By pressing the 't' key, the advanced configurable options are displayed in ccmake, which is necessary to do in order to check whether a missing folder is reported in the right- hand column, which is an indication that a required library is missing. Should this be the case, the packages that are still missing can be installed by using either the Software Manager, or the CLI terminal. Should one start feeling insecure with regard to installing the missing libraries, it should be kept in mind that it's always possible to delete the contents of the 'build' folder and run ccmake anew. Once everything is configured and accounted for, the 'c' key should be pressed again which will cause the relevant files to be read through again, after which process ccmake will, if content, present the user with the option of generating the files necessary for compiling the source code on the local machine by pressing the 'g' key, which the user should go ahead and do. Afterwards, ccmake should be exited and the following commands should be executed in the terminal:

cmake ..
make -j5

With any luck, OpenTrack will be compiled without any problems and the following passage doesn't relate to You. The source code for the release candidate of OpenTrack is available on github, which means that the version of the program in question is still being worked on. It could so happen that, for instance, the programmer has symbolic links set on one's machine that are not set on the machine on which compiling is being attempted, which will result in a failure. If an error report is perceived at this stage, the source code for the latest release version should be downloaded from the page that contains various OpenTrack releases, which was version 2.2 at the time the author of this page was compiling the version he uses. Archives containing Linux source code have the .tar.gz extension. Such an archive should be unpacked into a separate folder, '~/opentrack22' for instance, and the active folder should be changed to this folder:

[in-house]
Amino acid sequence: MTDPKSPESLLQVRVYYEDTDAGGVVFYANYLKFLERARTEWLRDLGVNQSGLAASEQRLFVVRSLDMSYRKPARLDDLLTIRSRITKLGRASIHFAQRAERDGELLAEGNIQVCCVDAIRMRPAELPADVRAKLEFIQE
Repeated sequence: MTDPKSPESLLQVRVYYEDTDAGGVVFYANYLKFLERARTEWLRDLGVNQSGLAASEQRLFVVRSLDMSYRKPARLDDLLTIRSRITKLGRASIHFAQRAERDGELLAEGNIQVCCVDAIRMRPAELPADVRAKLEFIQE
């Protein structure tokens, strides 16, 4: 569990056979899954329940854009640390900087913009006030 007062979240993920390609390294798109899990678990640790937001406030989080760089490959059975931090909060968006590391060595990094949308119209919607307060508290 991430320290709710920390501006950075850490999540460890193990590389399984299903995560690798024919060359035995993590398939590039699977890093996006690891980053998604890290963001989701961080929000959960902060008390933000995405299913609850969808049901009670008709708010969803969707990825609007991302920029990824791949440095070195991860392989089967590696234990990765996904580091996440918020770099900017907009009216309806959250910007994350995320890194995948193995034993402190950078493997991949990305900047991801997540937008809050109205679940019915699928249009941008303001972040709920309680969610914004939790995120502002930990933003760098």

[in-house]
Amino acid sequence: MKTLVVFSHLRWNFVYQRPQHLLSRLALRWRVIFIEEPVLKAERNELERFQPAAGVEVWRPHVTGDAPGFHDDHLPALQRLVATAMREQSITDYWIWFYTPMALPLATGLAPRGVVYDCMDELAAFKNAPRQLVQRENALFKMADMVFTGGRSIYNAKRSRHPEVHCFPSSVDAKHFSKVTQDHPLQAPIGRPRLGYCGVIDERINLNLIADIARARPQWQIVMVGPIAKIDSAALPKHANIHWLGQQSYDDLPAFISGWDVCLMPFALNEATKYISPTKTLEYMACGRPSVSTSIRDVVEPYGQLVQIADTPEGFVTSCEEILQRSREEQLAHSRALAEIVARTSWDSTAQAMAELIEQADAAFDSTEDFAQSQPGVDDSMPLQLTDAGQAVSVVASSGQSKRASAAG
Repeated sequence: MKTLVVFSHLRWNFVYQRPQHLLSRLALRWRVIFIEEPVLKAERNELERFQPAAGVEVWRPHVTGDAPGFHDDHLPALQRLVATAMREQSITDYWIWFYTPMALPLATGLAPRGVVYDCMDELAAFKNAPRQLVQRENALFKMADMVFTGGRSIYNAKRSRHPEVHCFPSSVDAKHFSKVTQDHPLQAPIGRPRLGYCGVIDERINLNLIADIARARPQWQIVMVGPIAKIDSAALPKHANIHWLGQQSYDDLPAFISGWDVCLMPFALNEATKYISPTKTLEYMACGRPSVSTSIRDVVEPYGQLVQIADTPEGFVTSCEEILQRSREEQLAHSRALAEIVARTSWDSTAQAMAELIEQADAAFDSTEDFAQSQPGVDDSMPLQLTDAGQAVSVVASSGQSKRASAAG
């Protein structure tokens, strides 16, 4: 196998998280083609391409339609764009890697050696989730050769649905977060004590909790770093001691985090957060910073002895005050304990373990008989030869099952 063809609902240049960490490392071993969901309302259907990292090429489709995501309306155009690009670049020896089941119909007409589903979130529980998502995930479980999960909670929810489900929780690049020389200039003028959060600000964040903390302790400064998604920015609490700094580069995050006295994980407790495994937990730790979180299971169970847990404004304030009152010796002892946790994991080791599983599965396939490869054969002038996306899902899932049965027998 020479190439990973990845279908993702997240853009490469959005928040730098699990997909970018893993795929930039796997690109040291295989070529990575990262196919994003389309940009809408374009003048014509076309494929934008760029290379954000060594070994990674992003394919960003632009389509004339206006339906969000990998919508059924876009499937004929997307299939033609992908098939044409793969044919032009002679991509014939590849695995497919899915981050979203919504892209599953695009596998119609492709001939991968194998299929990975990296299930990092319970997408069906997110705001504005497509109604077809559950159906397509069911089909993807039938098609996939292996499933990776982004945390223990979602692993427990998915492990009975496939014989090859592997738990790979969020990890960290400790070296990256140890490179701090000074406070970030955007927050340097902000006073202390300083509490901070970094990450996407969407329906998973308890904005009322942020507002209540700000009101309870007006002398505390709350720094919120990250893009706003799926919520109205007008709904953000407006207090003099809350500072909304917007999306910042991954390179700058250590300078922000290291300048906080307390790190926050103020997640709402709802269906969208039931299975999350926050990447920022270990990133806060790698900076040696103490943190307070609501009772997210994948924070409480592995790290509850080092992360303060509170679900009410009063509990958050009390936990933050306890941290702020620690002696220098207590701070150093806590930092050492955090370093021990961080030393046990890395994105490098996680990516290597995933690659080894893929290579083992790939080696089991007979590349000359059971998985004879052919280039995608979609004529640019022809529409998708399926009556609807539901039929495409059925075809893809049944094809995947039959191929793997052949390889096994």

cd ~/opentrack22

Then, one will need to repeat the whole process, starting with the step in which the 'build' folder is created.
Once the compiling process is completed with no errors, it's finally possible to install OpenTrack:

sudo make install

By executing the line above in the CLI terminal, compiled OpenTrack with joystick emulation support is installed into the preset folder, '/usr/local/opentrack' in the case at hand. Virtual joystick emulation support was added in order to provide head tracking for Linux native version of War Thunder, and, for this support to work as intended, it's also necessary to assign proper user privileges. This was done by following guidelines available in a tutorial available on this page, and the exact procedure will be presented in the following lines. First, one needs to create a text file containing the following:

KERNEL=="uinput", GROUP="uinput_group"

and save it to disk, into the home folder for instance, under the name 'uinput.rules'. Then, one needs to open up a CLI terminal, point to the home folder, and copy the newly created file to the '/lib/udev/rules.d' folder:

cd ~/
sudo cp uinput.rules /lib/udev/rules.d/

Then, one needs to create a new user group:

sudo groupadd uinput_group

, add the username of the account under which OpenTrack will be used to the new group:

sudo usermod -a -G uinput_group <your_username>

and reboot the system.
The settings of OpenTrack that bring it's performance to an optimum will depend on the sensor that's used, the point model, if used, as well as the needs of the user. In the case at hand, a cheap webcam was used alongside a three point clip with emitting diodes, while the head of the user was less than a meter away from the webcam. OpenTrack v2.3 was used on Windows, while version 2.2 was used on Linux. The images below reflect the settings that yielded good results in each separate case, should anyone find them useful.
Opentrack 2.3 on Windows:

OpenTrack 2.2 on Linux Mint 17: